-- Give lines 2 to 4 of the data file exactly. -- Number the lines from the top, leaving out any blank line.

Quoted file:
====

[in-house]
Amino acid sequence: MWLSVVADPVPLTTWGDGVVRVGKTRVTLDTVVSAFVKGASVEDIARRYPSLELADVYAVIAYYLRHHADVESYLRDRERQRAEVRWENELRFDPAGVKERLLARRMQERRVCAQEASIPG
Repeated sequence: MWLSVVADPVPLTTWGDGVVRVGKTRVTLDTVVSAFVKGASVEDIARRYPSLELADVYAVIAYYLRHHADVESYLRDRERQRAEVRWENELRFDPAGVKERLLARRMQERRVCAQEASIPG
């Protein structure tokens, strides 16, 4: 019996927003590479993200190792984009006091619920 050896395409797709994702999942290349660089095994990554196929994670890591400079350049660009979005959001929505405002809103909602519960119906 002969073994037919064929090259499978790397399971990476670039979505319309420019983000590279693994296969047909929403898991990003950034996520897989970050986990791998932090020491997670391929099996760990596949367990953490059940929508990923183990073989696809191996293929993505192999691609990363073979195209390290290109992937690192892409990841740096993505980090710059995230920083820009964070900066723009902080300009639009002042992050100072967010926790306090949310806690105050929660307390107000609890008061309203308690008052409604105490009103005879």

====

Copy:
Amino acid sequence: MWLSVVADPVPLTTWGDGVVRVGKTRVTLDTVVSAFVKGASVEDIARRYPSLELADVYAVIAYYLRHHADVESYLRDRERQRAEVRWENELRFDPAGVKERLLARRMQERRVCAQEASIPG
Repeated sequence: MWLSVVADPVPLTTWGDGVVRVGKTRVTLDTVVSAFVKGASVEDIARRYPSLELADVYAVIAYYLRHHADVESYLRDRERQRAEVRWENELRFDPAGVKERLLARRMQERRVCAQEASIPG
């Protein structure tokens, strides 16, 4: 019996927003590479993200190792984009006091619920 050896395409797709994702999942290349660089095994990554196929994670890591400079350049660009979005959001929505405002809103909602519960119906 002969073994037919064929090259499978790397399971990476670039979505319309420019983000590279693994296969047909929403898991990003950034996520897989970050986990791998932090020491997670391929099996760990596949367990953490059940929508990923183990073989696809191996293929993505192999691609990363073979195209390290290109992937690192892409990841740096993505980090710059995230920083820009964070900066723009902080300009639009002042992050100072967010926790306090949310806690105050929660307390107000609890008061309203308690008052409604105490009103005879």